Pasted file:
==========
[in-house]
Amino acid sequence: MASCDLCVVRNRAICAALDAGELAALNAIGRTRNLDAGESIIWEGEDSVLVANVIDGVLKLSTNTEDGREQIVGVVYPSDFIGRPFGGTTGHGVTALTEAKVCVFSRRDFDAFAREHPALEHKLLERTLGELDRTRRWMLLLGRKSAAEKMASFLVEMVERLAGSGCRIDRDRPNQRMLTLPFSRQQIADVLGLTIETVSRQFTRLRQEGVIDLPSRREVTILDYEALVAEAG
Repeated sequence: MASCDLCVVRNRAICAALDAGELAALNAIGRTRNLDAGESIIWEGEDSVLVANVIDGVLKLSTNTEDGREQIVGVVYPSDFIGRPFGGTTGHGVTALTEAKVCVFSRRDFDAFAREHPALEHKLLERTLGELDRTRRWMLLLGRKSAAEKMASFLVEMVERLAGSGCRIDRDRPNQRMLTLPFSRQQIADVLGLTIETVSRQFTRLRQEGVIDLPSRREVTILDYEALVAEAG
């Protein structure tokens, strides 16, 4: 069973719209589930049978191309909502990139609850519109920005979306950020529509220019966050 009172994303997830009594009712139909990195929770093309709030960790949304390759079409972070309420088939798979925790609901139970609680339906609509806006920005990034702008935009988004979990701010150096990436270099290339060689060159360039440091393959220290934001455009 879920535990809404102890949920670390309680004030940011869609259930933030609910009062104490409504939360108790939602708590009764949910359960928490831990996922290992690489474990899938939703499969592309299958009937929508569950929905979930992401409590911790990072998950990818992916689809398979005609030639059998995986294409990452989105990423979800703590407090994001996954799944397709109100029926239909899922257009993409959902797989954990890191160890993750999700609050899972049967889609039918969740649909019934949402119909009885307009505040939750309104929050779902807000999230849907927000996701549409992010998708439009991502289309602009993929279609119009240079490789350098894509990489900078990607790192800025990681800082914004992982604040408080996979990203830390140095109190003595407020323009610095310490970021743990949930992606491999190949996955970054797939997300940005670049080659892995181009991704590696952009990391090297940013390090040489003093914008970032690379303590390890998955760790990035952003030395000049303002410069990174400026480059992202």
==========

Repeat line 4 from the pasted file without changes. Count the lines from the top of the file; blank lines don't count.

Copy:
């Protein structure tokens, strides 16, 4: 069973719209589930049978191309909502990139609850519109920005979306950020529509220019966050 009172994303997830009594009712139909990195929770093309709030960790949304390759079409972070309420088939798979925790609901139970609680339906609509806006920005990034702008935009988004979990701010150096990436270099290339060689060159360039440091393959220290934001455009 879920535990809404102890949920670390309680004030940011869609259930933030609910009062104490409504939360108790939602708590009764949910359960928490831990996922290992690489474990899938939703499969592309299958009937929508569950929905979930992401409590911790990072998950990818992916689809398979005609030639059998995986294409990452989105990423979800703590407090994001996954799944397709109100029926239909899922257009993409959902797989954990890191160890993750999700609050899972049967889609039918969740649909019934949402119909009885307009505040939750309104929050779902807000999230849907927000996701549409992010998708439009991502289309602009993929279609119009240079490789350098894509990489900078990607790192800025990681800082914004992982604040408080996979990203830390140095109190003595407020323009610095310490970021743990949930992606491999190949996955970054797939997300940005670049080659892995181009991704590696952009990391090297940013390090040489003093914008970032690379303590390890998955760790990035952003030395000049303002410069990174400026480059992202």